To see which other restaurants I’ve visited in 2016 check out my GoogleMap


Review #29 House of Ho, Fitzrovia

March 19, 2016

Looking for a quick bite at lunch with a friend Vietnamese seemed a smart option. House of Ho is much more opulent within than it appears from without, or was it just that my mind was elsewhere and I didn’t pick up the superior vibe? Either way I was happy enough to be led to the table by an elegant waitress and slide into my seat beside a quartet of adland kings.

To the food. The dumplings were extraordinary! A mixture of fishy ds were gelatinous melt-in-the-mouth perfection and really if I’d just eaten a dozen each of them that would have been a perfect lunch. But having slipped down three of the beauties I moved onto the chicken pho. Now normally this would have been just very satisfying. It had everything you expect in a pho – fresh ingredients, a tasty broth and a good mixture of sauces to liven it up to your own taste. But it was let down by some average noodles (weird but true) and thus completely upstaged by its warm up act.*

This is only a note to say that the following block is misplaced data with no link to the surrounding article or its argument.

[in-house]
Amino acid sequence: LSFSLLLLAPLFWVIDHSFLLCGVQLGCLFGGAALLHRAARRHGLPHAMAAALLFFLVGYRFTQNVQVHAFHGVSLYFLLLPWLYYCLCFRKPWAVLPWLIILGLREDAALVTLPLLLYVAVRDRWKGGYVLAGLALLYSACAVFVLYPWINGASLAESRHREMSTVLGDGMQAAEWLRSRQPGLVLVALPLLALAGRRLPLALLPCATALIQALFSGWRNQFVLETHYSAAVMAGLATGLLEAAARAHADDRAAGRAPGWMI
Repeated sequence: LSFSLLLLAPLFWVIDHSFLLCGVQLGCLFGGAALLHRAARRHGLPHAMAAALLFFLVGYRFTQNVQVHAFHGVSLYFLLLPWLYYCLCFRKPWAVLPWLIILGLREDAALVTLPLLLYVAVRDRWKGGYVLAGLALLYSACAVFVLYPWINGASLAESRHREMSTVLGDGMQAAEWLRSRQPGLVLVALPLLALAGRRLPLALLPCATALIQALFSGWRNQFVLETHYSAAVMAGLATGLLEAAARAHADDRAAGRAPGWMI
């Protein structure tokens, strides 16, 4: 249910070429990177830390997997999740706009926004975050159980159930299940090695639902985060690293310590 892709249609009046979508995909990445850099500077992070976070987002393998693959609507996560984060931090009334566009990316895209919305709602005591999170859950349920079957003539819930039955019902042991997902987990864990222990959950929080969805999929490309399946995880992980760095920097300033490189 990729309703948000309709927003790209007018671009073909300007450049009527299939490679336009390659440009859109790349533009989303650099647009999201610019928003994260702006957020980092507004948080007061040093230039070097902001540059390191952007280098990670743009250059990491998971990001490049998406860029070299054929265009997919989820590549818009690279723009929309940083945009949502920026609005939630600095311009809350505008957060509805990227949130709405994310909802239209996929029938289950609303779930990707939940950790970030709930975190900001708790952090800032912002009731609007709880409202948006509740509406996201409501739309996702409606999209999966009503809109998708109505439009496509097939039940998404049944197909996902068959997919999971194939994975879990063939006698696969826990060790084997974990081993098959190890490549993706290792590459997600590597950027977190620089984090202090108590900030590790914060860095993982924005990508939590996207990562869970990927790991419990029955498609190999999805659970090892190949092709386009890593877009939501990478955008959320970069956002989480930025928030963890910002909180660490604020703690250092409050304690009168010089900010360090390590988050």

I looked enviously at the admens’ battered prawns (served on a gurt heap of chilli) next door which were resplendent among a range of goodies  and determined that this place would be better for a sophisticated dinner than a Pho-type lunchtime bellyfiller.

I’ll be back next year.


*Just like when I saw Radiohead (then unknown) supporting the Sultans of Ping FC (now unknown) at the now defunct Riverside in Newcastle. I bet the boys from Oxford don’t reminisce about that evening very often.

To see which other restaurants I’ve visited in 2016 check out my GoogleMap

Review #27 Pizza Express, British Museum

March 18, 2016

For me this Pizza Express is the original and the best. I’ve been coming here for over twenty years and in a normal year I would eat here about once every couple of months. Anyone who read my review of their branch in St. Paul’s in 2013 will know that I’m an admirer of their operation. So obviously I’ve made a massive tactical mistake in using it up so early in 2016, in a central London location (as PE is a dependable option when you’re alone in a strange town), and on a one-man mission to boot!

My bad.

Well, not really. I was ravenously aware of the  need to lay in some bait before the Fullback quiz and I had a pizza sized hole in my stomach. I used to bring my infant children to this branch after school and before I abandoned them to the Birkbeck nursery while I improved my mind. It brought genuine nostalgic warmth to my heart when I saw that the manager on duty on this evening was the same one who used to welcome us all in on cold Tuesday evenings all those years ago. Such continuity is rare in the West End.